According to Tuan, the growth in electricity generation in Vietnam mostly comes from private investments and FDI (foreign direct investment). With these investments, Vietnam is witnessing a renewable energy boom, which is changing Vietnam’s energy structure.
After Vietnam made strong commitments at COP26 on reducing net emissions to zero by 2050, renewable energy will play an increasingly important role in the future.
Nguyen Van Vy from the Vietnam Energy Association (VEA) said the Politburo’s resolution says renewable power will account for 40-50 percent of total electricity generation sources by 2050. Meanwhile, with the commitment at COP 26 (26th United Nations Climate Change Conference of the Parties), the figure is double, 80-90 percent by that time.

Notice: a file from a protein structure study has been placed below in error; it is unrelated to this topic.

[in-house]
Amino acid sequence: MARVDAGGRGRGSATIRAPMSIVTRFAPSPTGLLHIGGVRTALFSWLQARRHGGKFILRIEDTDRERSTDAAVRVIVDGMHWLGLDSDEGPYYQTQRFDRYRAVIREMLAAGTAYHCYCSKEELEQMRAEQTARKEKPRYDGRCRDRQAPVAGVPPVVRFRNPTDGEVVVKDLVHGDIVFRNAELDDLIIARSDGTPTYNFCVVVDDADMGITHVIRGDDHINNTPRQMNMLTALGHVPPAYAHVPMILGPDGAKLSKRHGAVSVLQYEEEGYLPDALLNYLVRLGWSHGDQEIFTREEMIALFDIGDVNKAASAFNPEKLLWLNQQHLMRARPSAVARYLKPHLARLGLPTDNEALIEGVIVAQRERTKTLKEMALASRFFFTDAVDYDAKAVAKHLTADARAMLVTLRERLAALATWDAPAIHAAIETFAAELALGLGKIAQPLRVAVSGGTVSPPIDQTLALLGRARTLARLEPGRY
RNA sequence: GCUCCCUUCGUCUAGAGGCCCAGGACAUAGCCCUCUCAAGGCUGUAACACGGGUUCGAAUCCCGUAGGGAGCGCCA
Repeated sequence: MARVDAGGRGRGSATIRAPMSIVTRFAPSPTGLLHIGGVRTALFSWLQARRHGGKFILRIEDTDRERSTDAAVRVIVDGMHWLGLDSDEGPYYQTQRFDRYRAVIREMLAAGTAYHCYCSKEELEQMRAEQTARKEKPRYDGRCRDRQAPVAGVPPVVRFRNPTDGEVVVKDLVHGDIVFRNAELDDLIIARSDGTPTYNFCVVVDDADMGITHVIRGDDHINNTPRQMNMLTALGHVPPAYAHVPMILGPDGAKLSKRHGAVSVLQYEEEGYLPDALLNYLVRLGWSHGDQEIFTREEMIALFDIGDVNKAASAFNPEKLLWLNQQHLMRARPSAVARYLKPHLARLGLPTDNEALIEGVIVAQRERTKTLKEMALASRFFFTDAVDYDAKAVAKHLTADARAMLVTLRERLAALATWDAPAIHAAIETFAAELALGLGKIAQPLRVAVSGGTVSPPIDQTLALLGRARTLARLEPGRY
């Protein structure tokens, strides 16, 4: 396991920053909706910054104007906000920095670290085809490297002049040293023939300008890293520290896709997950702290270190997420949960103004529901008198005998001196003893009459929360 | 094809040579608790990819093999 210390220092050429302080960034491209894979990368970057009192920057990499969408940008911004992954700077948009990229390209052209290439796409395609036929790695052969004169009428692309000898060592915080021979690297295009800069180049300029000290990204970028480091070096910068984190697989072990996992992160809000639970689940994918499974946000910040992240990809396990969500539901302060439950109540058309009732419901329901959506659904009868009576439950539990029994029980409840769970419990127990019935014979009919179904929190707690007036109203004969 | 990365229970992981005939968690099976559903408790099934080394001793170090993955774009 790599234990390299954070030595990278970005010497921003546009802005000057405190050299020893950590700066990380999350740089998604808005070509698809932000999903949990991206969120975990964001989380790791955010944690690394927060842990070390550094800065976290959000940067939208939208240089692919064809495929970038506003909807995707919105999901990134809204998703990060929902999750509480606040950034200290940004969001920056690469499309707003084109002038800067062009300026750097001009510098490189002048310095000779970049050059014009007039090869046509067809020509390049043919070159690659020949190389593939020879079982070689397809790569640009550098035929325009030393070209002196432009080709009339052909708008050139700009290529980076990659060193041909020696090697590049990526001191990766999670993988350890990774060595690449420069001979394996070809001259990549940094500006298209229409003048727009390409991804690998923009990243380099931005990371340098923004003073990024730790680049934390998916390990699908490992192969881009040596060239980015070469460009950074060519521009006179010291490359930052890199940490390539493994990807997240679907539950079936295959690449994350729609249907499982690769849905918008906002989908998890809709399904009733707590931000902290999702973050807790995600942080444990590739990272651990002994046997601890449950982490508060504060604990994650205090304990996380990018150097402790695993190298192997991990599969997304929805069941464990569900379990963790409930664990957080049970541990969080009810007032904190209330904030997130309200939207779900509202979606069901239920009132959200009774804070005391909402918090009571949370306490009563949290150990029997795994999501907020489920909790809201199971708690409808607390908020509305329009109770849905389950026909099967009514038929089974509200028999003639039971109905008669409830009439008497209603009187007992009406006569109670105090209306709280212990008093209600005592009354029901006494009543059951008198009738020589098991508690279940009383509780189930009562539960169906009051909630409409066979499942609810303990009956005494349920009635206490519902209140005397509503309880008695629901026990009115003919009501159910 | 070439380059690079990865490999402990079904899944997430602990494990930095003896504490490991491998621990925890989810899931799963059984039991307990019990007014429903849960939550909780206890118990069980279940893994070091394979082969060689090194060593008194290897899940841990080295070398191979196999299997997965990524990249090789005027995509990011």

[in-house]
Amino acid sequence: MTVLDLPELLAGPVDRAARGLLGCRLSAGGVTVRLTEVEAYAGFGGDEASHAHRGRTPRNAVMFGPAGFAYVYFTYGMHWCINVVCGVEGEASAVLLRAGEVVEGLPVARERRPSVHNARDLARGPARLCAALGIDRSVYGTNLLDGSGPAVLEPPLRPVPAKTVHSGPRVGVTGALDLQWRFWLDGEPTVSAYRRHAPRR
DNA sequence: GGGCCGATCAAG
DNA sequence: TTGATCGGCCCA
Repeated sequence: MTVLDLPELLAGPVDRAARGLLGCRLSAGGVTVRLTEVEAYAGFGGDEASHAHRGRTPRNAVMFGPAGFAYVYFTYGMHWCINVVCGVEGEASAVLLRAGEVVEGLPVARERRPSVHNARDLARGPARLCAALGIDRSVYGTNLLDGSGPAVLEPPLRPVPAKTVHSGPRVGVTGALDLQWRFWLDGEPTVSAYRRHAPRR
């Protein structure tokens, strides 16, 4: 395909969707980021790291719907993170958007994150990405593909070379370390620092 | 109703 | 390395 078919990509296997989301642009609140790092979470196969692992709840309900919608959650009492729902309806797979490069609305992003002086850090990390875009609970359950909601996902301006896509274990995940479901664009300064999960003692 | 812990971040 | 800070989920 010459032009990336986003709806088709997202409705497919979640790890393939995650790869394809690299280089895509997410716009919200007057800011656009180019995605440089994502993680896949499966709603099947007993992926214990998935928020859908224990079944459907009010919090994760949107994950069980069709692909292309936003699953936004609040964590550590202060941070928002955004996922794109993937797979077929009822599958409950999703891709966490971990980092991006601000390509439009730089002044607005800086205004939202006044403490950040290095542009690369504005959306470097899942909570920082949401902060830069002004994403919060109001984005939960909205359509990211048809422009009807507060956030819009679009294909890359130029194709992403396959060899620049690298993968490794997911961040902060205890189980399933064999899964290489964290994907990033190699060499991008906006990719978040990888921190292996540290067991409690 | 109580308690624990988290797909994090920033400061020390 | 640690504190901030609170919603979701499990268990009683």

The national power development plan for the period 2021-2030 needs to be designed in a way to align with Vietnam's commitment to net-zero emissions by 2050.
The figure is very difficult to achieve. Anyway, with experience from investments in solar and wind power so far, the private sector is expected to lead in making investments in this field.
However, the boom created by the attractive pricing mechanism may be followed by a period of cooling if policies are not stable and clear.
Vy noted that Vietnam still doesn’t have a long term policy to generate a stable and predictable investment environment. Therefore, investors remain hesitant.
The boom in renewable power was created by policies, and in order to continue to develop, the Government needs other ‘stronger’ policies.